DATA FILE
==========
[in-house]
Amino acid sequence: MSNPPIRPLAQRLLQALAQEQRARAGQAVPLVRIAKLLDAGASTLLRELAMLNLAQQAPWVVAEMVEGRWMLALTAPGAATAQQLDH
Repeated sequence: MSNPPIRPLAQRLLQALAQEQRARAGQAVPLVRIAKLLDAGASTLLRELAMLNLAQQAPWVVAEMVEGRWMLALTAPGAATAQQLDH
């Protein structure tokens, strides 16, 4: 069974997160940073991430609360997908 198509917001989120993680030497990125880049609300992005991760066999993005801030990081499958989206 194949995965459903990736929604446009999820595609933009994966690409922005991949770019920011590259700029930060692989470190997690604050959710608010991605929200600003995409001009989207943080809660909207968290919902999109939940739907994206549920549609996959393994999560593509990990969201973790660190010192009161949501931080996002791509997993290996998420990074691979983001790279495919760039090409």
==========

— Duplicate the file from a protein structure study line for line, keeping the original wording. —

[in-house]
Amino acid sequence: MSNPPIRPLAQRLLQALAQEQRARAGQAVPLVRIAKLLDAGASTLLRELAMLNLAQQAPWVVAEMVEGRWMLALTAPGAATAQQLDH
Repeated sequence: MSNPPIRPLAQRLLQALAQEQRARAGQAVPLVRIAKLLDAGASTLLRELAMLNLAQQAPWVVAEMVEGRWMLALTAPGAATAQQLDH
């Protein structure tokens, strides 16, 4: 069974997160940073991430609360997908 198509917001989120993680030497990125880049609300992005991760066999993005801030990081499958989206 194949995965459903990736929604446009999820595609933009994966690409922005991949770019920011590259700029930060692989470190997690604050959710608010991605929200600003995409001009989207943080809660909207968290919902999109939940739907994206549920549609996959393994999560593509990990969201973790660190010192009161949501931080996002791509997993290996998420990074691979983001790279495919760039090409």